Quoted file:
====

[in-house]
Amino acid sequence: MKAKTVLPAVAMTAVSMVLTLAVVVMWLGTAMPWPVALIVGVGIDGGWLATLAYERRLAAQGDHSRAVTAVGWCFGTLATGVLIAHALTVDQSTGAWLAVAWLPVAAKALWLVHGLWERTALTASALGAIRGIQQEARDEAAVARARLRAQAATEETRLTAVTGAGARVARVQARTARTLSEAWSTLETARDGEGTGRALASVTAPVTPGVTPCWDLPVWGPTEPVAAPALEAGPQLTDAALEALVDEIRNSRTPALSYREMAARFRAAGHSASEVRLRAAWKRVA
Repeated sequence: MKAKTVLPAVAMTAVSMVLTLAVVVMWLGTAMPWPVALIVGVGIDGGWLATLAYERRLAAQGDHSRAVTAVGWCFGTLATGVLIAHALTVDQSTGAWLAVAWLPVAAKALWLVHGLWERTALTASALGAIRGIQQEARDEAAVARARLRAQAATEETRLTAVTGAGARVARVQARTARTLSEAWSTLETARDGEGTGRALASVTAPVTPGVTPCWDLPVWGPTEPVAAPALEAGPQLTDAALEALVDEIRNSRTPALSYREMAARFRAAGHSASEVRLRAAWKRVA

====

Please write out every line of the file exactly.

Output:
[in-house]
Amino acid sequence: MKAKTVLPAVAMTAVSMVLTLAVVVMWLGTAMPWPVALIVGVGIDGGWLATLAYERRLAAQGDHSRAVTAVGWCFGTLATGVLIAHALTVDQSTGAWLAVAWLPVAAKALWLVHGLWERTALTASALGAIRGIQQEARDEAAVARARLRAQAATEETRLTAVTGAGARVARVQARTARTLSEAWSTLETARDGEGTGRALASVTAPVTPGVTPCWDLPVWGPTEPVAAPALEAGPQLTDAALEALVDEIRNSRTPALSYREMAARFRAAGHSASEVRLRAAWKRVA
Repeated sequence: MKAKTVLPAVAMTAVSMVLTLAVVVMWLGTAMPWPVALIVGVGIDGGWLATLAYERRLAAQGDHSRAVTAVGWCFGTLATGVLIAHALTVDQSTGAWLAVAWLPVAAKALWLVHGLWERTALTASALGAIRGIQQEARDEAAVARARLRAQAATEETRLTAVTGAGARVARVQARTARTLSEAWSTLETARDGEGTGRALASVTAPVTPGVTPCWDLPVWGPTEPVAAPALEAGPQLTDAALEALVDEIRNSRTPALSYREMAARFRAAGHSASEVRLRAAWKRVA